FHCAM’s Me 262 Warpaint Unveiled

A nice study of the Flying Heritage & Combat Armor Museum's Me 262 in the restoration hangar at Arlington. The aircraft's paint scheme has been revealed for the first time today! (photo via FHCAM)
FAGEN Restorations

Today, in an exclusive for Warbird Digest Magazine, we can reveal the paint scheme and new photographs of the the Flying Heritage and Combat Armor Museum’s Messerschmitt Me 262 (wk.nr. 500453), which is moving ever-closer to the completion of its restoration in Arlington, Washington, just north of the museum’s home in Everett. The paint scheme that the museum has chosen is almost identical to the one that the aircraft once wore during its brief flying career.

An artist’s rendition of how the Flying Heritage & Combat Armor Museum’s Messerschmitt Me 262 looked roughly around the time she was captured by U.S. forces at the end of WWII. While the aircraft has been returned back to its fighter-guise, with a cannon-armed nose instead of the photo-recon nose depicted here, the paint scheme has been completed almost identically to what is depicted above. The museum does not currently know whether their Me 262 was serving in a combat unit at the time of her capture, or still undergoing testing at Lechfied. Like other jet aircraft of the day, bare metal cowlings were not uncommon, although there were a number of cowlings found on the 262 which appeared to have originated with other airframes. The dark paint underneath the numeral “2” on the fuselage is another unexplained curiosity. (image via FHCAM)

A nice shot of the Me 262 in the restoration hangar at Arlington, Washington. (photo via FHCAM)

Aircraft History:

By the war’s final months, Allied bombing efforts in Germany had so disrupted aircraft production that most formal factories were essentially non-functional. Instead, aircraft production took place in improvised locations such as road tunnels, caves and even forests. In fact, the museum’s Me 262 went through final assembly in a waldwerk, or ‘forest factory’, in Obertraubling, near Regensburg, Germany during March, 1945. The completed aircraft was moved some 200km south, presumably by rail, to Memmingen where Messerschmitt factory pilot Sergeant Otto Kaiser flew the aircraft for the first time on March 14th, 1945. Following flight testing, the plane transferred to Eger, where it underwent conversion from a fighter into an unarmed photo-reconnaissance variant, with cameras in the nose instead of 30mm cannon.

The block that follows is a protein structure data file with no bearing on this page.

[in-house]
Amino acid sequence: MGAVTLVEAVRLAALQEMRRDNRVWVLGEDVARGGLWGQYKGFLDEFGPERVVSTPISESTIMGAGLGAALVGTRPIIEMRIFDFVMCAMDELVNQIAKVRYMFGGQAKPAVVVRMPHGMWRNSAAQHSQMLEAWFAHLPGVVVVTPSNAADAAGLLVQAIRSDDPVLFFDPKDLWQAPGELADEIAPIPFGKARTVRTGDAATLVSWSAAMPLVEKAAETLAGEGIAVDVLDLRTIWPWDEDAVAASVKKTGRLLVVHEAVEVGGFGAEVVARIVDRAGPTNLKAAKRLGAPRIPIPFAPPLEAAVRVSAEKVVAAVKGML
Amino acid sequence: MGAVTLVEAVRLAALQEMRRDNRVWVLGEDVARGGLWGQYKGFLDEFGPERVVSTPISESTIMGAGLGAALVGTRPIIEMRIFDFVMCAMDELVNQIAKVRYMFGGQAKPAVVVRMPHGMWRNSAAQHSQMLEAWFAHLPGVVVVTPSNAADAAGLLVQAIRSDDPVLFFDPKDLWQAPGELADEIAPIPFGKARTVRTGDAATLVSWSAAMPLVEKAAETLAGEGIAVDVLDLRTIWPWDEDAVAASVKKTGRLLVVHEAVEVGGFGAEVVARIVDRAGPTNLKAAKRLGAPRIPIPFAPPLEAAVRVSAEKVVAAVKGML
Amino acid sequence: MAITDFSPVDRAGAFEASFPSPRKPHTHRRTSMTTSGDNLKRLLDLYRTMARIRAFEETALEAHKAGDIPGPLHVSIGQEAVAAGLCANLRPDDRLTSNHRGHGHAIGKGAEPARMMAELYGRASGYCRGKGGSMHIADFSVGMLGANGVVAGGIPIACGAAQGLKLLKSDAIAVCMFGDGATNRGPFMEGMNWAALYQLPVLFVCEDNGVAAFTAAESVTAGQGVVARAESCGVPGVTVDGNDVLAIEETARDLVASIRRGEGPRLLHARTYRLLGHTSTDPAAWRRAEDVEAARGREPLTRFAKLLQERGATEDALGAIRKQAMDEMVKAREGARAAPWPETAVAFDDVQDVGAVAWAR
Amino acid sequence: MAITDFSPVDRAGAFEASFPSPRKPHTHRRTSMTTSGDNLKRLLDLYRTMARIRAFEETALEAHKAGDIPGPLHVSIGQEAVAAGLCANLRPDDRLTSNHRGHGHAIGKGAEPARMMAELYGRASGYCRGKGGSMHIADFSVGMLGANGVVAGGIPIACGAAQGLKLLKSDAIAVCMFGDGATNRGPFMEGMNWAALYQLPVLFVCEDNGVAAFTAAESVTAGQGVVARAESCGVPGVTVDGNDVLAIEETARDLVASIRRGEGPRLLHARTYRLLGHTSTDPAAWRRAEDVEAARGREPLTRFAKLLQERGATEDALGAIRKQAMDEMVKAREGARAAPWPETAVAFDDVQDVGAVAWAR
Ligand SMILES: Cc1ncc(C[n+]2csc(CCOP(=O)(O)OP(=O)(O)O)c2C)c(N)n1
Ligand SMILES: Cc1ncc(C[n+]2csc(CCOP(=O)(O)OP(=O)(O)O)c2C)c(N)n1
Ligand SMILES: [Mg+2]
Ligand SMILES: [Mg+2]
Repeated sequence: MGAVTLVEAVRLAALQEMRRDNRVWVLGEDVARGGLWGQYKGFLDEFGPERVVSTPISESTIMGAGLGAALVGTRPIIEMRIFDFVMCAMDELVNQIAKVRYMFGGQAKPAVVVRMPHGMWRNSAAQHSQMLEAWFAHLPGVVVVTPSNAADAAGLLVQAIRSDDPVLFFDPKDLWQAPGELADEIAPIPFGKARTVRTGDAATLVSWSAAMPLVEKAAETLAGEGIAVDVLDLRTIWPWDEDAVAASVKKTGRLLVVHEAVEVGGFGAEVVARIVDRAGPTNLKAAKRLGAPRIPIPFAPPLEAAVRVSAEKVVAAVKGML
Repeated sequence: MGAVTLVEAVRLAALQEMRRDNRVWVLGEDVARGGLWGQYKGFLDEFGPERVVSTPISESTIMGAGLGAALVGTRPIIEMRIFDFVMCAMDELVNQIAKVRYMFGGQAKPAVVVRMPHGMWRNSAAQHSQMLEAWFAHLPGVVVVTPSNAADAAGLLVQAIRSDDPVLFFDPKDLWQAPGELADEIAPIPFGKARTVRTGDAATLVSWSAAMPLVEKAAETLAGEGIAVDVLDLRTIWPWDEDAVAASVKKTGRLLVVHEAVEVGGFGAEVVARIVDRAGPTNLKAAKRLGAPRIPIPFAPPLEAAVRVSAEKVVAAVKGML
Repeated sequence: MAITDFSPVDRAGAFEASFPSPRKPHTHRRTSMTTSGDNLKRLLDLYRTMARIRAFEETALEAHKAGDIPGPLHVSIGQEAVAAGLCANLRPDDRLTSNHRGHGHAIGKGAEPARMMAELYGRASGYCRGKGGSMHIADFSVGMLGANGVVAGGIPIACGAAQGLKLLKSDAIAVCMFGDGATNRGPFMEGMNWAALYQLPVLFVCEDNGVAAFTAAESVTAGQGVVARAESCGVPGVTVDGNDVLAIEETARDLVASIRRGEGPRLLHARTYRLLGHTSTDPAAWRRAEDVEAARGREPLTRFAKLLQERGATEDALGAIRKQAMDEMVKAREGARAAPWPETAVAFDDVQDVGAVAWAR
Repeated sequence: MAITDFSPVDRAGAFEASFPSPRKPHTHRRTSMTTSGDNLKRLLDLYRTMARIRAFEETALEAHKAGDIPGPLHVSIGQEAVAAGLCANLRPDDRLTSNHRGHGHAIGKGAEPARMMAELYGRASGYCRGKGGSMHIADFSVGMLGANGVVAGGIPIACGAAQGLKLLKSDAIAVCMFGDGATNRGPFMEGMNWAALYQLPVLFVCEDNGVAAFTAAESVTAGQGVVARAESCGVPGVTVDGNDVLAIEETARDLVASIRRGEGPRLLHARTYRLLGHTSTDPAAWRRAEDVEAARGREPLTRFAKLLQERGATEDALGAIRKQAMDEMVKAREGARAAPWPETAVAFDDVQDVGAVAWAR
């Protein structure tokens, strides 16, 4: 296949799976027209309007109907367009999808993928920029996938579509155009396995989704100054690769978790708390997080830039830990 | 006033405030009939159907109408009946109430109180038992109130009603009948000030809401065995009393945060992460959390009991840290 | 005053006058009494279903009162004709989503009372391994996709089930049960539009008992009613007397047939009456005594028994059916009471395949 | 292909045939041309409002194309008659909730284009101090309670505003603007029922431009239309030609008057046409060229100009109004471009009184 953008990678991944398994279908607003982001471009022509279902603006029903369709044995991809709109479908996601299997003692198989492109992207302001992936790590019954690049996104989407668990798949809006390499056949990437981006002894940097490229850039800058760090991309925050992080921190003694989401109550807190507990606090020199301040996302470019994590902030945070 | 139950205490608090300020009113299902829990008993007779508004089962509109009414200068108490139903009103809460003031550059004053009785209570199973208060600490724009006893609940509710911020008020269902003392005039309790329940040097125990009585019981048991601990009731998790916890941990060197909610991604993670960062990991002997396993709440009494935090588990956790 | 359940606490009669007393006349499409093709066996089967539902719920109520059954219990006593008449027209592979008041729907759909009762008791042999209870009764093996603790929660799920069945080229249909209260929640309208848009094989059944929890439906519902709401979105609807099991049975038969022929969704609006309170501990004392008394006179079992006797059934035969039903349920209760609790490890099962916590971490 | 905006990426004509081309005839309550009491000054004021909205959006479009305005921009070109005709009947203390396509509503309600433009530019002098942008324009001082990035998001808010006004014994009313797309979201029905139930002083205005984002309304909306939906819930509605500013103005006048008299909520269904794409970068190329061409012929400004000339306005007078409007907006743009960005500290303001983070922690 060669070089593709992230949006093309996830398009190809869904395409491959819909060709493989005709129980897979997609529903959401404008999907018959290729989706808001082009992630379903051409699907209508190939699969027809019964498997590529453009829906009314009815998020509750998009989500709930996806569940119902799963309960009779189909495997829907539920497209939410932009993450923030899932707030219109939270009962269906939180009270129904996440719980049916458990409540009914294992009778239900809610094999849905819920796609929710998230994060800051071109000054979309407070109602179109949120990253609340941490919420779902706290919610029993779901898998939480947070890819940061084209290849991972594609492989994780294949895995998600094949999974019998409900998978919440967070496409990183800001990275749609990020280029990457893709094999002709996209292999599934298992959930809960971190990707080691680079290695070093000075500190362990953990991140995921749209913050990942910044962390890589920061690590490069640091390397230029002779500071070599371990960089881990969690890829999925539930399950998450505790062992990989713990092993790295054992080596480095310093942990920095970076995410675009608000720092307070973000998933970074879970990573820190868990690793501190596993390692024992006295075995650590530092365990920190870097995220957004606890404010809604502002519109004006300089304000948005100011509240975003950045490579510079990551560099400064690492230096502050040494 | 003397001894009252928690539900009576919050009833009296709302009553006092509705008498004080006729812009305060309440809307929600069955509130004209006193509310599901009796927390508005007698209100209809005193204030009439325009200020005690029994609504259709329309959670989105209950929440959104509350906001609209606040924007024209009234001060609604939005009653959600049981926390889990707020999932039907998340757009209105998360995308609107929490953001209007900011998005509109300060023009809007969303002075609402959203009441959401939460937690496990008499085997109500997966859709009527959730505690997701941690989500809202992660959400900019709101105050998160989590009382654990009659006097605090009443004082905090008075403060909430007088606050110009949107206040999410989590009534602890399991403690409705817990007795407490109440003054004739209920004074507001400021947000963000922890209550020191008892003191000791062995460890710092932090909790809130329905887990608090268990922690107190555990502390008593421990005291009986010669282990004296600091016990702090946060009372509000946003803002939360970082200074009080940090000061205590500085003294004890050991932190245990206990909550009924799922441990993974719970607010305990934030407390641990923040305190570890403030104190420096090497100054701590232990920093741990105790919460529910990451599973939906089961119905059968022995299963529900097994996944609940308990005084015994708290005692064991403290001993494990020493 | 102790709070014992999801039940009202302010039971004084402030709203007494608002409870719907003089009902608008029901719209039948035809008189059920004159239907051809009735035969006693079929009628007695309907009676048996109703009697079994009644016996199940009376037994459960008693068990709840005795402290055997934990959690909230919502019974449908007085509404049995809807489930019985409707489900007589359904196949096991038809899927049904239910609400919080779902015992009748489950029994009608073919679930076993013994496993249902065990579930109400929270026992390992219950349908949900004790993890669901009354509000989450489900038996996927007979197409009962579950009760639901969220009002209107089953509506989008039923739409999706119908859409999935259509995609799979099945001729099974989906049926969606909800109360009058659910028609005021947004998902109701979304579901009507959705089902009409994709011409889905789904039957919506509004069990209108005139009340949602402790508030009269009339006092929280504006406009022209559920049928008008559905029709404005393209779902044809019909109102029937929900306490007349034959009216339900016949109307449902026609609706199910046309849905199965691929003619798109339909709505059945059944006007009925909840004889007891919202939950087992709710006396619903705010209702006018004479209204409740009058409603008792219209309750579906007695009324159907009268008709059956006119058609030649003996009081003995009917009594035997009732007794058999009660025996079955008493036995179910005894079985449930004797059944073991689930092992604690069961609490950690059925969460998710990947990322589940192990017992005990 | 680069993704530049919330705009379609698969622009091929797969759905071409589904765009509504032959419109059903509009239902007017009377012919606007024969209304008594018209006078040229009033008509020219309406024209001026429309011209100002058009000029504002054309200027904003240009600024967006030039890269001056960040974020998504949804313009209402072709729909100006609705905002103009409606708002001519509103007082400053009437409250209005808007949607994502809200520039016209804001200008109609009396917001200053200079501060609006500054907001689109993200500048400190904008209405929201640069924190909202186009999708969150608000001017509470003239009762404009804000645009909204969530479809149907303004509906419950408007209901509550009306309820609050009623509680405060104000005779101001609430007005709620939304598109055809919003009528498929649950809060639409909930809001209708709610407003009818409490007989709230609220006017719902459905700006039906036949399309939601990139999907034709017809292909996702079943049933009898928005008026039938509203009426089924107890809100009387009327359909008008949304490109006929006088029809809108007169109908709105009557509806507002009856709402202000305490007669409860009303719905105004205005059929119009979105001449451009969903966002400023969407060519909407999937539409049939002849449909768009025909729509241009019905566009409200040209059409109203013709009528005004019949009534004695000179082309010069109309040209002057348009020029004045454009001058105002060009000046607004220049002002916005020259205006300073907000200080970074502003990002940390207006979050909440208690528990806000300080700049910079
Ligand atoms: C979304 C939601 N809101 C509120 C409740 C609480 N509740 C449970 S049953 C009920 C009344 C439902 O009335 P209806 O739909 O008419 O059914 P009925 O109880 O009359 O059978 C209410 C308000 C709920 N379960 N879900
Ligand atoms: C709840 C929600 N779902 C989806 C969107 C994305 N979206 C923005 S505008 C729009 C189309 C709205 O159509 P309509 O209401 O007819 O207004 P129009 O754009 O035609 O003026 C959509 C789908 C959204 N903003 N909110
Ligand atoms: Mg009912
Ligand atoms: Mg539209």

As the museum records, “The plane was found in A-1a/U3 configuration, meaning the fighter had different nose hardware than the standard fighter-type Me 262. The 30mm guns were replaced with a pair of R6-50/30 vertical cameras in the nose compartment. These planes were unarmed and relied on speed and altitude to avoid tangling with Allied fighters. At the Lechfeld airfield, the plane came under the jurisdiction of the 54th Air Disarmament Squadron (ADS) of the U.S. Army in May of 1945. The German crosses on the sides of the plane were painted over with a United States roundels and bars. The swastika at the tail was also painted over. These aircraft were acquired by the U.S. as part of Operation Lusty; a mission to gain access to enemy aircraft, technical and scientific reports, research facilities, and weapons.”

 Lt.Colonel Harold Watson lead the flight team within Operation Lusty. Better known as “Watson’s Whizzers” these pilots gathered enemy aircraft of technical interest from across the fallen Nazi empire. As with many of the aircraft recovered during Operation Lusty, the Me 262 was ferried to Cherbourg for shipment to the United States aboard the Royal Navy aircraft carrier HMS Reaper in July, 1945. The aircraft received the Foreign Equipment number FE-4012 while under evaluation.

“On the 17th of May 1946 Colonel Watson flew the aircraft to Patterson Field for the start of this series of trials. It was flown at Patterson and Wright Fields on test work for 4 hours and 40 minutes (8 flights), being flyable at Wright Field in August 1946. Flight trials were discontinued after four engine changes were required during the course of the tests, culminating in two single-engine landings. Around 1955, the plane (now in fairly rough shape) was acquired by Edward T. Maloney for his Planes of Fame Air Museum then at Claremont, California. The museum later moved, of course, to Ontario, California and finally Chino, California. The plane stayed in the museum’s collection for many years, undergoing one or more restorations. On display, the plane was marked in a “White Nine” color scheme copied from a photograph of another aircraft, which was scrapped on a dump near Munich following the war.”

Paul Allen purchased the Me 262 for his museum, then known as the Flying Heritage Collection, in 2000. Its restoration began at JME Aviation Ltd. in England during February 2007 and, following substantial work, continued at GossHawk Unlimited Inc. in Casa Grande, Arizona during 2010, and more latterly with Morgan Aircraft Ltd. in Arlington, Washington State. Aero Turbine in Stockton, California has restored the aircraft’s Jumo oo4B engines.

The final airframe assembly is underway, and as this article went to press, the engine installations were scheduled for completion later this week. Taxi trials are expected in June or July. Following the restoration’s completion, the Me 262 will be moved to Moses Lake for flight testing with Steve Hinton. The first flight is currently expected to take place late this fall, but current plans only extend to one flight, with the aircraft likely being grounded once it goes on display within the museum’s home at Paine Field in Everett, Washington.

Many thanks indeed to the Flying Heritage & Combat Armor Museum for making this article possible, and especially to FHCAM’s Michelle Donoghue for the details and photographs within.

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